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Latinx exhibit set to open at Museum of Durham History in September

(04/24/19 5:32am)

Durham’s Latinx community will receive special recognition just after the city’s 150th anniversary—its first exhibit at the Museum of Durham History. The museum will collect oral histories from various Latinx people in Durham throughout the next few months to prepare for a September opening. “Our goal first and foremost is to tell the stories that aren't often the most prominent," said Patrick Mucklow, executive director of the Museum of Durham History. "We feel like the story of the Latino community is not well represented in Durham and we want to try and tell it." The exhibit comes after several years of planning by museum staff, who are turning to the community to gather their recollections of life in Durham. Because of the museum's limited size, exhibits will tend to focus more on stories than artifacts. “We can tell you what happened on this date in this place, but it will go in one ear and out the other. But if we tell you about a specific person and their experiences and their recollections, it makes the history more personal,” said Jeanette Shaffer, the museum's director of operations. However, not all of their stories will be celebratory. In February, U.S. Immigration and Customs Enforcement arrested roughly 200 people in raids across the state, some of whom were arrested in Durham. According to Durham police officer Karina Ramos, the raids have caused the Latinx community to distrust Durham police. In an attempt to forge relationships and trust, officers like Ramos are frequenting the Immaculate Conception Catholic Church, where hundreds of Latinx residents worship on Sundays.



'The religious heart of France': Duke professors react to Notre-Dame burning

(04/24/19 4:00am)

Built in a French Gothic style and consecrated to the Virgin Mary, the Notre-Dame Cathedral was completed in 1345. This cathedral has survived the scenes of battles like during the French Revolution, inspired novels like Victor Hugo’s "Hunchback of Notre-Dame" and galvanized religious individuals for centuries. It houses Christian relics, ranging from Jesus Christ’s crown of thorns to the Tunic of St. Louis, making it a pilgrimage site for devout believers and history scholars. From its innovative style to its religious iconography, people around the world have celebrated this building for its religious, cultural and artistic significance.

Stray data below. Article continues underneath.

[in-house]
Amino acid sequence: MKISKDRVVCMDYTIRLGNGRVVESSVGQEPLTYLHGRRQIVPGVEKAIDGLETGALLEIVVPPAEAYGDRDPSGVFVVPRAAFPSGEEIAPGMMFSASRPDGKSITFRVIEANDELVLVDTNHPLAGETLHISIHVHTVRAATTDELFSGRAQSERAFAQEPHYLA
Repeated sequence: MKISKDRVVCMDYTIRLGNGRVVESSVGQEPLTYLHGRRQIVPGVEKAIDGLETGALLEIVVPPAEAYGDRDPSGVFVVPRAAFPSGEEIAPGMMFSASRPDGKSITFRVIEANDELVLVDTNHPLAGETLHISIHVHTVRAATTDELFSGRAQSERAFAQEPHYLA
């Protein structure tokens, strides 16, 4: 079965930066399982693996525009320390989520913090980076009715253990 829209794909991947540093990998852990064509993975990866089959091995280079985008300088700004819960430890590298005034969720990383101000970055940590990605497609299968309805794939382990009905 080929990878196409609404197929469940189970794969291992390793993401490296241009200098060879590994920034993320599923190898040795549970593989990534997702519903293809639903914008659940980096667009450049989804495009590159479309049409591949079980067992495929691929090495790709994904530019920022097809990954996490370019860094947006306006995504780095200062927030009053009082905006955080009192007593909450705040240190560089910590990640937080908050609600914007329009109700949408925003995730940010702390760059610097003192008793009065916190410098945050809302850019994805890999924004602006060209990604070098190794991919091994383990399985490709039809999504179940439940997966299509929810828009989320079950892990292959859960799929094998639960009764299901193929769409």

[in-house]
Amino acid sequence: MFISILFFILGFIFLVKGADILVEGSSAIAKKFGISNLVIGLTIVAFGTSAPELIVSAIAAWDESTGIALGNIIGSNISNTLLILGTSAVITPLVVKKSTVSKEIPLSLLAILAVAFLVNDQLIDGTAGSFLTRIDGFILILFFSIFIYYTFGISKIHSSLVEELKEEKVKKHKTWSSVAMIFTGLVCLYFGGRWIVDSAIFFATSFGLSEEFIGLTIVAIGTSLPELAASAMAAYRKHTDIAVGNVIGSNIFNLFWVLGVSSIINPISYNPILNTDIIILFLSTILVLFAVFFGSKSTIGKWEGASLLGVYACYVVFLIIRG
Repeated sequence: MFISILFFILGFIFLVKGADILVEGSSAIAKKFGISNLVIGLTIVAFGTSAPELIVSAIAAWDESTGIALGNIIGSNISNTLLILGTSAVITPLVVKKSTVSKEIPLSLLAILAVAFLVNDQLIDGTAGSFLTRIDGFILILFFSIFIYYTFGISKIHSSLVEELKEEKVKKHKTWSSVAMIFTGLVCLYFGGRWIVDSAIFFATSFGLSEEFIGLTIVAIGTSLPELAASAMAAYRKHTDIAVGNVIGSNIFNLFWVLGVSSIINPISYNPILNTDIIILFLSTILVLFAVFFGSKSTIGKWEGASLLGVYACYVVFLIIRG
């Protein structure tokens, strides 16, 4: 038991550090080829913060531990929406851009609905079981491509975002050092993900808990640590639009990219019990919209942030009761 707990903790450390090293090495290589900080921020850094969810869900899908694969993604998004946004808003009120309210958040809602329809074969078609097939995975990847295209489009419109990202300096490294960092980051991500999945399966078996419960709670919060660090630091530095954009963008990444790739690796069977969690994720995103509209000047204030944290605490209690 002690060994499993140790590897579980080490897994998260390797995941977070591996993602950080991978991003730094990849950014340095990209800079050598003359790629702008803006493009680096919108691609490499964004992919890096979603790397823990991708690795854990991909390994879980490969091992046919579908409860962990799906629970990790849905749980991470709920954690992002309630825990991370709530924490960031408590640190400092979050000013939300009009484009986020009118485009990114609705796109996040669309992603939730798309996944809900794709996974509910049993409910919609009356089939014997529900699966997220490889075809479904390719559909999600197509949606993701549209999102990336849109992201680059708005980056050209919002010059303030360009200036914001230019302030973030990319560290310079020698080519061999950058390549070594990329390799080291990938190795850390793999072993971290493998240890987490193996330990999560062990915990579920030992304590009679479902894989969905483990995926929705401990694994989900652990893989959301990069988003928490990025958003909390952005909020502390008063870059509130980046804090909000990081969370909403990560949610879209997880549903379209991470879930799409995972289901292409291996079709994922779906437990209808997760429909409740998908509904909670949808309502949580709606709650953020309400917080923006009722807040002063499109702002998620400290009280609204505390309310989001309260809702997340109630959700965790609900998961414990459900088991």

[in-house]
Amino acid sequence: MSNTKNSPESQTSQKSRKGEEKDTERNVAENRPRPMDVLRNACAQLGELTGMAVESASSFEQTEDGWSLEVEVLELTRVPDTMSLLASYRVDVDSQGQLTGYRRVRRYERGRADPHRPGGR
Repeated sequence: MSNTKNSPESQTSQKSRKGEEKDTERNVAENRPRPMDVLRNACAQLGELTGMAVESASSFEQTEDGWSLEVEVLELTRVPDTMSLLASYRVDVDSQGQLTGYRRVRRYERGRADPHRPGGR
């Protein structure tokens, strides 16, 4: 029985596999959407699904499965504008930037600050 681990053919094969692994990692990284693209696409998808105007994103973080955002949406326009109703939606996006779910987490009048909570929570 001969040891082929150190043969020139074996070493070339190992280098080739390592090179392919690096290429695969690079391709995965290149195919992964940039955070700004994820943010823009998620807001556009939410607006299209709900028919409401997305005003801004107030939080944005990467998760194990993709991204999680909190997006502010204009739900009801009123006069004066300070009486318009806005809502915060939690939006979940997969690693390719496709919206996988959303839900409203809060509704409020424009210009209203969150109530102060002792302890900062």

More money, more collective action

(04/23/19 4:00am)

Starting in 2022, Duke will guarantee every Ph.D. student in their five-year guaranteed funding period an annual stipend of $31,160 spread out over 12 months. Depending on each department, Duke’s current policy until 2022 is to award Ph.D. stipends on either a nine or 12-month schedule, with the nine-month stipend amounting to $23,370. This means that starting from 2022, a sizeable number of Ph.D. students will have their yearly income increased by $10,000. In an age of increasing precarity within the world of academia, Duke’s decision to institute a university-wide policy guaranteeing yearly $31,000 stipends to Ph.D. students should be applauded. Moreover, the stipend increase signifies an important victory for activism at the University, as graduate students continue to press the administration for better working and living conditions.





Empathy in the face of tragedy

(04/22/19 4:00am)

Last weekend, I volunteered at the Duke Coalition for Preserving Memory’s annual Name Reading ceremony to commemorate the victims of the seven United Nations recognized genocides. During this event, hundreds of students and community members recited the names of individuals who were killed in these crimes against humanity for 24 consecutive hours on Abele Quad. As I read aloud the names of people who lost their lives in the Armenian Genocide, many thoughts went through my head. Why hadn’t I ever been taught about this? How could I read posters describing genocides as “ongoing” and not be enraged? What does “Never Again” mean if horrendous acts of ethnic cleansing continue to take place?